Autographed by photographer, Michael Furman.
The first book by noted Italian car expert, columnist and television presenter Donald Osborne,TRANSATLANTIC STYLE: A Romance of Fins and Chrome brings to light the depth and range of the creative exchange in automotive design between Italy and America in the decade following the end of World War II. The parallel tracks of classic, understated Italian design and an exuberant American influence combine in a compelling story of brilliant visual art on four wheels. The societies, circumstances and personalities that shaped this dynamic interchange will come to vivid life in compelling text in English and Italian, significant historic
Transatlantic Style is 284 pages of hardbound homage to the improbable story that was the birth of post-war automotive design on both sides of the Atlantic. Improbable in that the beginning of the story took place in Italy, the country that had the distinct dishonor of being pummeled in the Second World War by the U.S., Great Britain and Germany, its erstwhile ally. Italy's great industrial centers in Turin and Milan were ruined. You could excuse them for thinking more about where to find a lump of coal or two to stay warm for a while rather than expending the energy to give birth to a post-war style movement that is still reverberating today, yet that's what the Italians did. To this day, few appreciate the enormity of the accomplishment.
Osborne's book takes a detailed look at the style trendsetters that are still not given sufficient credit outside the world of professional designers, like the Cisitalia 202 Gran Sport and the Lancia Aurelia B20. But the book really makes its mark, not by admiring these cars in a vacuum, but in closing the loop, showing how Americans took notice of what was going on in Italy and how subtle (and not so subtle) cross-pollination made style on both sides of the Atlantic richer. From production Pininfarina Nashes to the Hudson Italia and numerous concept cars and design studies, the book is utterly authoritative in its approach to the subject.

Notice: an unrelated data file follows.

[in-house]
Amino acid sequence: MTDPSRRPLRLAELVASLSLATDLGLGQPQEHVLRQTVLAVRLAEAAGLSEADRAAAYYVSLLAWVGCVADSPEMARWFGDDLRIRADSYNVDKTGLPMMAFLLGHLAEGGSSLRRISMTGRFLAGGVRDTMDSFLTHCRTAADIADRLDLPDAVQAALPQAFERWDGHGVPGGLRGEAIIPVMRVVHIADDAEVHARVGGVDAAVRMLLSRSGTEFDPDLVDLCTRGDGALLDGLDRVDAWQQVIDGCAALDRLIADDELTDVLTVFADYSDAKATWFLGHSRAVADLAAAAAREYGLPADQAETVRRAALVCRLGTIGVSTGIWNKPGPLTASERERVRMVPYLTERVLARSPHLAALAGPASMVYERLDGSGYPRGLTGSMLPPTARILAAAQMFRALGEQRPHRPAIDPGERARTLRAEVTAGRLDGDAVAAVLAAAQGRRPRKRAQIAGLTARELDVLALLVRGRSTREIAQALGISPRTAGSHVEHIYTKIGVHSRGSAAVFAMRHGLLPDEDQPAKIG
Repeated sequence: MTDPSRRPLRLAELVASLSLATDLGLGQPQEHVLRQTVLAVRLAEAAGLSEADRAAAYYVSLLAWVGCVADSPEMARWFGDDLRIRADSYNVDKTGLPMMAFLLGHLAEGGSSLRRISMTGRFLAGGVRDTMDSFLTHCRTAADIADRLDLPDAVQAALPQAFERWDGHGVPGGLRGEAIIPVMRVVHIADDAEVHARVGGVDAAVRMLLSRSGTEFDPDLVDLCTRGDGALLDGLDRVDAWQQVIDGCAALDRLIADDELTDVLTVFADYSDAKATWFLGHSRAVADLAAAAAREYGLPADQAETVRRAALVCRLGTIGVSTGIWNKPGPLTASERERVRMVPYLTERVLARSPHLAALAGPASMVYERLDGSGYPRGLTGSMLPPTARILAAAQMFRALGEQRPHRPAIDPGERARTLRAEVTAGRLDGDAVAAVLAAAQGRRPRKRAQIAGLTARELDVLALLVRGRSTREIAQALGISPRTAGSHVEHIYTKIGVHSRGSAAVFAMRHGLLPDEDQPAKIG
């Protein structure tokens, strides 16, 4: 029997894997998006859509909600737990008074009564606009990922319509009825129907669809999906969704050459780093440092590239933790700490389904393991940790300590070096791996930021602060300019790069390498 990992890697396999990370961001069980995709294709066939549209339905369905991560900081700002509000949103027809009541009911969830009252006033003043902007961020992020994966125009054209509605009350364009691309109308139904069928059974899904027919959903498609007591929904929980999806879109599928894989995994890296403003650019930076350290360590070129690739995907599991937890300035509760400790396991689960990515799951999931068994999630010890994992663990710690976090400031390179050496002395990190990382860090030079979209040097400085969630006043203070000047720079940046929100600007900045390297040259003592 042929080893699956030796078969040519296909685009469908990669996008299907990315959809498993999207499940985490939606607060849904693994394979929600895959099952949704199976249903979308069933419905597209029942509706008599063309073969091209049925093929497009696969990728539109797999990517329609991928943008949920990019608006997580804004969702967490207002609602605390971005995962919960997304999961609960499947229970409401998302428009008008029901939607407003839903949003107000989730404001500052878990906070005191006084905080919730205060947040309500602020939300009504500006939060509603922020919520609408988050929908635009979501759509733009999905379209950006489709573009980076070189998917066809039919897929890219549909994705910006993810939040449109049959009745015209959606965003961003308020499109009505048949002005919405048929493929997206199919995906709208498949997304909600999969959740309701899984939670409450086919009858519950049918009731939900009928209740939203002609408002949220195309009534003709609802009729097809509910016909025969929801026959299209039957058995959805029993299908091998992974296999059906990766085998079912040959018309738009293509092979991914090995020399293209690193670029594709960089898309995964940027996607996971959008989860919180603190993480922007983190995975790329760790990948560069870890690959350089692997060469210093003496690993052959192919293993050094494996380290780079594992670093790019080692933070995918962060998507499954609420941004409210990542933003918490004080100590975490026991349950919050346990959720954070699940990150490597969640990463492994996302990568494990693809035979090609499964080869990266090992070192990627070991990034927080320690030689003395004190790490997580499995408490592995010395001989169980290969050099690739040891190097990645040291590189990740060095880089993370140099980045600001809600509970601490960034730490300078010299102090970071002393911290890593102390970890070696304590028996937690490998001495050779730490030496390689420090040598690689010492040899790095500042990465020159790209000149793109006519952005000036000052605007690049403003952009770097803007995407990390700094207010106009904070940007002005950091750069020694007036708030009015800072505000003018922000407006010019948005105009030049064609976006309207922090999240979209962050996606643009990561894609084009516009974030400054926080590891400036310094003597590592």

Osborne states his mission for the book, and for the museum exhibits he curated in Italy and California: to examine "this extraordinary moment in time, which saw the creation of some of the most important, dramatic and memorable automobiles in both America and Italy."
That examination includes words and photography. Words are presented in English and Italian (Osborne wrote in both languages, with his Italian edited by classic car writer Massimo Delbo). In addition to Osborne's words, there is a chapter by Don Williams of the Blackhawk and another by Corrado Lopresto, an architect and well-known Italian collector (and the only four-time winner at the Lake Como concours). The photography includes archival images as well as the contemporary work of famed automotive photographer Michael Furman.